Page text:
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In the remote Senegalese village of Sinthian rises a culture center that twists and turns like a sinuous sculpture. New York-based Toshiko Mori Architect designed this eye-catching building, called Thread, as an artists’ residency and cultural center commissioned by the Josef and Anni Albers Foundation . Constructed from local materials, the building’s rammed earth and large thatched openings help promote natural cooling. Winner of a 2017 AIA Honor Award , the Thread Artist Residency & Cultural Center comprises two artists’ dwellings and studio spaces for local and visiting international artists, but also serves as a greater community hub for Sinthian and the surrounding villages. Shared between twelve local tribes, the socio-cultural center provides agricultural training as well as an exhibition space, kindergarten , children’s play area, library, performance space, and a center for charging mobile homes. “It is a hub for Sinthian and surrounding villages, providing agricultural training on the area’s fertile land and a meeting place for social organisation which is, in rural Senegal, the crucial mechanism for sustainable development,” says a statement from the Aga Khan Award for Architecture about the project. “The success of its atypical plurality proves why art and architecture should be the right of all people.” Related: Off-grid earthen abode in Senegal gets all its energy from wind and solar Constructed with a team of 35 local workers over the course of a year, Thread is topped by an undulating thatched roof designed to facilitate rainwater collection, provide shade, and promote natural ventilation. The building structure was built from a bamboo framework fitted with rammed earth bricks that help absorb heat during the day and dissipates warmth at night. Site-specific solar conditions were taken into consideration when orienting the building spaces to minimize glare and unwanted solar heat gain. + Toshiko Mori Architect Via Dezeen Photographs © Iwan Baan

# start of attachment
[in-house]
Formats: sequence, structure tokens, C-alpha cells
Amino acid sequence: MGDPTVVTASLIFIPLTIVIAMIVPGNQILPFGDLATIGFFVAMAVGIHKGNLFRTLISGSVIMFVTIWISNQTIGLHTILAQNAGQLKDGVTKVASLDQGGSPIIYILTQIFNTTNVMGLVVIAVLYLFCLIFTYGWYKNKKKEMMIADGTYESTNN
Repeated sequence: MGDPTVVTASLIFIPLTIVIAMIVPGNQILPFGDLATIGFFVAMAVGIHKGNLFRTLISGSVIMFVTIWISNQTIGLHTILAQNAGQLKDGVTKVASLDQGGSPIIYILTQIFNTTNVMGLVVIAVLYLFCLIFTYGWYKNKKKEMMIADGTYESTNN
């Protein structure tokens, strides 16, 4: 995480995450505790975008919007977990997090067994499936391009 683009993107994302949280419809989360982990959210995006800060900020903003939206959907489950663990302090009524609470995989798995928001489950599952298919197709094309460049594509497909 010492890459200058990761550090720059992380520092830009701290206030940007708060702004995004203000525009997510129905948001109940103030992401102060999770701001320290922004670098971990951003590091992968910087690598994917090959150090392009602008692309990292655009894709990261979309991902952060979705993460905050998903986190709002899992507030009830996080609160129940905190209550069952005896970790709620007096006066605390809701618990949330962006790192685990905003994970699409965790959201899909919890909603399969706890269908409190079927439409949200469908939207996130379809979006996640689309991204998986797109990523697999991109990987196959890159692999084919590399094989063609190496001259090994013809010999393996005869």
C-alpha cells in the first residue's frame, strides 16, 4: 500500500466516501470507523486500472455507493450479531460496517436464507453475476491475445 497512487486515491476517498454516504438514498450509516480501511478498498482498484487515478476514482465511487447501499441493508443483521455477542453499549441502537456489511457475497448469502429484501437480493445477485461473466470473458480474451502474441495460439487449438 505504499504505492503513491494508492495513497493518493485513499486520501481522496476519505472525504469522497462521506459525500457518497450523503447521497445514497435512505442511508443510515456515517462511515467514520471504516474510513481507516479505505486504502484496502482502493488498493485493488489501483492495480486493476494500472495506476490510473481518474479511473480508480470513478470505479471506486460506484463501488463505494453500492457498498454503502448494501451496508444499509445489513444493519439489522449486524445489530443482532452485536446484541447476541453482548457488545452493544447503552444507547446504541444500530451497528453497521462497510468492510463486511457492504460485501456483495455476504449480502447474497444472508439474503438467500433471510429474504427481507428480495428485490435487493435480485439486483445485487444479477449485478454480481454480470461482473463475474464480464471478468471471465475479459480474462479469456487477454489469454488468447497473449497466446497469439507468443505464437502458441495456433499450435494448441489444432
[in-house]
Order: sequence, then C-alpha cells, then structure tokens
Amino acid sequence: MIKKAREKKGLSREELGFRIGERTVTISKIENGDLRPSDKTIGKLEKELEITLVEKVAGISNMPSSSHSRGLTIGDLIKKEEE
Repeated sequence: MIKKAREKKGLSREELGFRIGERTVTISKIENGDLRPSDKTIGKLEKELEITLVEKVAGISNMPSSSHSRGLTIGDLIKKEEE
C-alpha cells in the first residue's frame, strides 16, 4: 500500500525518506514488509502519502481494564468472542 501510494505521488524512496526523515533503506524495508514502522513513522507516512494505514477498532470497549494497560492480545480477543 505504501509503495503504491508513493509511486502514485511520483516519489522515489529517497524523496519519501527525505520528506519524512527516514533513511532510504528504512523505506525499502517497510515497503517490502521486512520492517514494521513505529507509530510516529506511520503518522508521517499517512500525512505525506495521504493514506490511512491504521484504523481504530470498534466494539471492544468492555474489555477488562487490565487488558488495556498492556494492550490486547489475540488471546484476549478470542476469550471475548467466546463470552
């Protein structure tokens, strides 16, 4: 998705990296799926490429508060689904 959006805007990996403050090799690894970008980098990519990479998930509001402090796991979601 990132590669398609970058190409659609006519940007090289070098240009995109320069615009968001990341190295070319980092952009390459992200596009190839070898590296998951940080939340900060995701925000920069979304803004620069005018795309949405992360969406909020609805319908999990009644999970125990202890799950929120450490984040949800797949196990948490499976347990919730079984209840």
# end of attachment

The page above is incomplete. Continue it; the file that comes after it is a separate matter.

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Rammed earth and bamboo cultural center keeps naturally cool in Senegal

Is giraffe milk the latest superfood?

January 30, 2017 by